14 Comments


  1. Oh, I like this so much! Stirs up so many images and memories. How many generations of people we carry around in fragments; and sometimes fight over them, too.

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  2. Thanks, Nancy! I’m glad to hear that, because I’m still unsure about the piece – for one thing, it has a quieter ending than I usually go for.

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  3. In these days of rain I am leaning a bit heavy on the internet. I have come and gone and come to this poem quite a few times. Where I had been incurious, I become curious and more curious. In the dark so much is left unseen. Generally your poems become known to me gradually, always with the feel of space — up, down, knob and texture — before I have any idea what it is I am clambering upon. Yes, I feel them that way before I even begin to see them.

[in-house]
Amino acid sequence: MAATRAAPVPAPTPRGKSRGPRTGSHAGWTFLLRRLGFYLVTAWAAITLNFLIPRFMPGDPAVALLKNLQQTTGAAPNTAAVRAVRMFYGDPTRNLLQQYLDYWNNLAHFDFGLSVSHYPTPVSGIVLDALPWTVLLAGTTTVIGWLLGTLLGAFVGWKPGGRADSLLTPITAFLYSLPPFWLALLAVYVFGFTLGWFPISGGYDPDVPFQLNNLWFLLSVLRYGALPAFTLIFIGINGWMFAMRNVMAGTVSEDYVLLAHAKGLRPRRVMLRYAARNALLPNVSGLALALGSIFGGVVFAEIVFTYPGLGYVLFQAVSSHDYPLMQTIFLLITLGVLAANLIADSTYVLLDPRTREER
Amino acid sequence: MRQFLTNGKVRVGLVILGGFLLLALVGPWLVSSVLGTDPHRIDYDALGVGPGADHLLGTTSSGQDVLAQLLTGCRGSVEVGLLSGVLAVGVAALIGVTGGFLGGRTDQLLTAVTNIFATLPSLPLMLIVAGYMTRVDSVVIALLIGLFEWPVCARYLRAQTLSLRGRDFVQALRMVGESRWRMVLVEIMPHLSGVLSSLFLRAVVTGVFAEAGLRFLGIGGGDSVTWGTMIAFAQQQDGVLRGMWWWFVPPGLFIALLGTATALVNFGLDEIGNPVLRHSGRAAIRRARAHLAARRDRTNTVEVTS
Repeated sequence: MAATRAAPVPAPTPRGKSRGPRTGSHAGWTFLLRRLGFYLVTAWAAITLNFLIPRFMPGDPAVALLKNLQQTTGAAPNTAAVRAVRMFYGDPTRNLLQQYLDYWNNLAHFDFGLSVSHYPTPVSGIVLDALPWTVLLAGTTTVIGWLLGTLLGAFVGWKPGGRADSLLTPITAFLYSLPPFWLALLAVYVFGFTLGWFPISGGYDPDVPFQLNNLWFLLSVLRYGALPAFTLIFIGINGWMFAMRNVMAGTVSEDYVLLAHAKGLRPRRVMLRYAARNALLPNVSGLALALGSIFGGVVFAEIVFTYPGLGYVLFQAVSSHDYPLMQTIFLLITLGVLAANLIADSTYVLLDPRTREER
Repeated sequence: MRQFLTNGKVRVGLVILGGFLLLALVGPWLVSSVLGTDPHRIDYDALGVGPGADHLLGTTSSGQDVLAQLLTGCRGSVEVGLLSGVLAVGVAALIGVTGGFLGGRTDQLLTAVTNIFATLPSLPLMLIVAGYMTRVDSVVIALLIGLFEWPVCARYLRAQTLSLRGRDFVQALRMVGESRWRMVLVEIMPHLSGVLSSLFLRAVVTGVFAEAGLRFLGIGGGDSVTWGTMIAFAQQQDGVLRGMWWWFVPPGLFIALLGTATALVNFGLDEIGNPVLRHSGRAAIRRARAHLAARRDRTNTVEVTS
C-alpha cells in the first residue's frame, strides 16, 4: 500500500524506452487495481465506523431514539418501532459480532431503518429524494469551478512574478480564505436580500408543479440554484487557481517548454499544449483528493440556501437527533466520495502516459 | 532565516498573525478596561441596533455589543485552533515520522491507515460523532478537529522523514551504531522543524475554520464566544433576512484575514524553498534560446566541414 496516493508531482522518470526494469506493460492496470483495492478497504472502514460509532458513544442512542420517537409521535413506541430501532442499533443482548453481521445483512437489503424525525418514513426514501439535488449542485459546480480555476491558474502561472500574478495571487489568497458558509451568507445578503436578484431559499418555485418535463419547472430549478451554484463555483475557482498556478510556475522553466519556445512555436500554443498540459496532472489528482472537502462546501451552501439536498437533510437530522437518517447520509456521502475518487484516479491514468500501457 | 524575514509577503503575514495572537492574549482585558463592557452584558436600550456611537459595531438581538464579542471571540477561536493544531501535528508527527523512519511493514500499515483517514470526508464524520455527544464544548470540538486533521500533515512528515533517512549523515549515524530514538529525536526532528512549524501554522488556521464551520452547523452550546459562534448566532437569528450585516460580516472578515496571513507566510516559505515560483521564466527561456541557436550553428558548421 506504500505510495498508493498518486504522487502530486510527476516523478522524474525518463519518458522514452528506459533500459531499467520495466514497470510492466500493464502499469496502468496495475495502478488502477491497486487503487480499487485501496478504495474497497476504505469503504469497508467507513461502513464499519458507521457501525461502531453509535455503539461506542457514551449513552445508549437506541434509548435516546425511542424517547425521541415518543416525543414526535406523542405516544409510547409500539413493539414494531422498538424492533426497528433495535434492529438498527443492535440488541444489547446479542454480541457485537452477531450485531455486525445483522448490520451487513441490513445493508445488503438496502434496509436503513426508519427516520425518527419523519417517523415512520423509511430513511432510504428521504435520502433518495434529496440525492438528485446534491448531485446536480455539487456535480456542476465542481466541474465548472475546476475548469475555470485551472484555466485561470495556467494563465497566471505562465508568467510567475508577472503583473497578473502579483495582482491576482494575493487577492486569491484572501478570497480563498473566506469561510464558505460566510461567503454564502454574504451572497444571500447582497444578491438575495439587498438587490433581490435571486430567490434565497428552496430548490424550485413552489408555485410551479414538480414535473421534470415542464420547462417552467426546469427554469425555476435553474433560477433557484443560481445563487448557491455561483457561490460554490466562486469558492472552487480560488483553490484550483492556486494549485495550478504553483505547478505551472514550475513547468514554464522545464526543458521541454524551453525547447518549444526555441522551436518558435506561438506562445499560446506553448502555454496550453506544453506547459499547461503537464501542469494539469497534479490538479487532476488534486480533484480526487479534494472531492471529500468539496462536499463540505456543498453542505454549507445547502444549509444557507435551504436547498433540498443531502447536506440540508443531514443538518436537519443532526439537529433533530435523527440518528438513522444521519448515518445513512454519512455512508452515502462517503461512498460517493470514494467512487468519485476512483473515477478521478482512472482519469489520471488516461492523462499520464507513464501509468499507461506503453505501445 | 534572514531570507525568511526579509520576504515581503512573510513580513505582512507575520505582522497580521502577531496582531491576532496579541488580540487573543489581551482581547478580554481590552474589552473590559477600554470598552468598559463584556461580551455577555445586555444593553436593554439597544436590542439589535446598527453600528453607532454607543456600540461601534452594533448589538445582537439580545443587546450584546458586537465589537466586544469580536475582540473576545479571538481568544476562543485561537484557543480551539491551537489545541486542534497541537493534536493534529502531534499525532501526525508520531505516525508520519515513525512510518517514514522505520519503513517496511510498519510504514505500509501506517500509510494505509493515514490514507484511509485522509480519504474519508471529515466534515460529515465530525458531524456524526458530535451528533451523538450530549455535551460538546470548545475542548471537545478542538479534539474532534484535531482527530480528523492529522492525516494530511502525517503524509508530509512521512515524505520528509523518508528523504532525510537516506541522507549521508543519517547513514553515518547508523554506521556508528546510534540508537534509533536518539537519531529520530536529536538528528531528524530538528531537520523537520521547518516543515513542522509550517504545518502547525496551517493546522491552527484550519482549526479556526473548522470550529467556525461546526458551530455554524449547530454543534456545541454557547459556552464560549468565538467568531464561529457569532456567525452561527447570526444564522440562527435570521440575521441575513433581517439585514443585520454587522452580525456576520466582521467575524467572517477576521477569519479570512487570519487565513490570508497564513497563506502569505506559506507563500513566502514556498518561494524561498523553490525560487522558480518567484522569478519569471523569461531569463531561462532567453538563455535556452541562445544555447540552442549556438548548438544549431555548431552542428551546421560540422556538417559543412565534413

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  4. Dave, this poem is a real treat! I love the scene in the coal mine. I am particularly fond of such underground meetings. Tell me more about what was going on down there. I know you know! El Laberinto del Fauno(Pan’s Labarynth) had some great underground scenes. Carlos Fuentes wrote a short story called ” Reasonable People”. It was in Constancia and Other Virgins. In the story there is a scene that takes place in a cave at a construction site in Mecxico City. A bunch of cadaver like nuns…..Anyway I like underground scenes. And this one that you wrote is great!

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  5. “My grandfather never died; he simply lost all animation.”

    Great two lines! Engaging read.

    …Rob